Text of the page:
The most preserved of the cities felt like Zhongdian, but even that, I discovered, was built new in the late 90’s. It felt antique, but in fact the town centre wasn’t 20 years old, it was oftentimes younger than the old-aged tourists coming to see it for its ancient-ness. It would soon burn down to the ground and again be rebuilt, months after my visit, with 65% of the town flattened in embers; to rise again from the ashes, new-to-look-old, this commoditized, state-endorsed faux Tibet, being built anew to be more ancient than ever before.
The aim of these rebuilds were with two tourist markets in mind: American and European ideals and dreams of Tibet and Himalaya, and domestic Han Chinese needs for entertainment and escape from the urban. Those two work against each other at times, the American-European market wanting a sense of the authentic and of spiritual escape, the domestic market wanting the feel of a theme park.
The reconstruction of all of these ancient towns made for a twilight zone patina, one that made the falseness of Yun Ye Su and Sidd Finch seem a little closer to reality, a little less false. Maybe it was the altitude but in this faux Shangri-La, realities merged and what was imagined seemed that much more possible. Perhaps this is what the lesson was: this region, this province had one limb firmly in the physical, and another floating in the lifestyle brand heavens of the new economies, a Himalayan Hollywood. It is why it inspires some sort of celluloid magic, utopian valley ideals, reaction myths of the mother of all cuisines, and professional baseball players that can pitch a fastball at 168 miles per hour.
But it would be easy to dismiss parts of Yunnan as inauthentic; that would be a mistake. After all, the rebuilding and renaming of cities, the theme park flattery of imitation is not new. Venice Beach California was initially a copy of Venice Italy, a real estate/tourism development, bought, sold, consumed. But it has become an authentic Venice Beach. New York was a new-to-look-old version of Amsterdam. Even Utopia was a conjuring. Written by Thomas More in 1516, Utopia was a novel trying to pass itself as a non-fiction travel book, the Greek word Utopia translating to “no-place”. To be honest, the vast majority of travel literature contains a recipe of deception, a cocktail of fiction and non-fiction passing itself of as biography; Herodotus’ histories were, in part, fabrications; Marco Polo’s accounts of his journey to China was not all truth; Steinbeck’s Travels with Charley were mostly entertainments of the pen; Bruce Chatwin was not alone in his isolated In Patagonia. To dismiss Dali, Lijiang, and Zhongdian as fakes would simplify a wonderfully human complexity; our want to make dreams reality. Our need to have Yun Ye Su, Sidd Finch, and Shangri-La to be real, even if they are only real as inventions. It is why fictional literature has value. It is not composed of facts, but there are truths contained within the narratives. To go to a place and understand what is there naturally, what was staged there commercially, what flows through there organically as well as synthetically, is complex, it takes effort, but it is that much more interesting, that much more rewarding.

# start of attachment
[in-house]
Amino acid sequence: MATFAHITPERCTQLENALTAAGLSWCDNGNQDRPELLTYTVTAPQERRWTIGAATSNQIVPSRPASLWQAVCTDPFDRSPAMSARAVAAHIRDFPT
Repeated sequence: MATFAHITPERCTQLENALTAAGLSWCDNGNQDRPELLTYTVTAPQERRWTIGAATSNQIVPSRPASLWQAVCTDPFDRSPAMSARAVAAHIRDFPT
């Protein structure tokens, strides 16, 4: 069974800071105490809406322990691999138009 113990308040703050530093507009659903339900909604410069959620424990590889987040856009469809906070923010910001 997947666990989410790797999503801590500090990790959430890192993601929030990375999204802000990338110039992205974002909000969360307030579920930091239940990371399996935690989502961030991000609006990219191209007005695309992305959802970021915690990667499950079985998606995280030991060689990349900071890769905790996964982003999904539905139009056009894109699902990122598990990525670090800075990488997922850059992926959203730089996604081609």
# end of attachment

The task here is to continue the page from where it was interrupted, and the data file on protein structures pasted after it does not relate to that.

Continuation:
There is an old poem called Peach Blossom Spring from the Jin Dynasty, 421 AD, that would be familiar to a domestic tourist of Yunnan. It is a story about a fisherman who follows a river to its source in the mountains, and discovers a crack in the mountain. He crawls through the earthen crack and finds a community living and not ageing in a playful utopian valley. He stays for a few days, then heads home and is warned that there is no use in telling people about this place, he will not find it again. He leaves markers, indicators, to make sure he can get back but days later when he tries to return, he cannot find the magic, the utopia is gone, or perhaps never existed in the first place.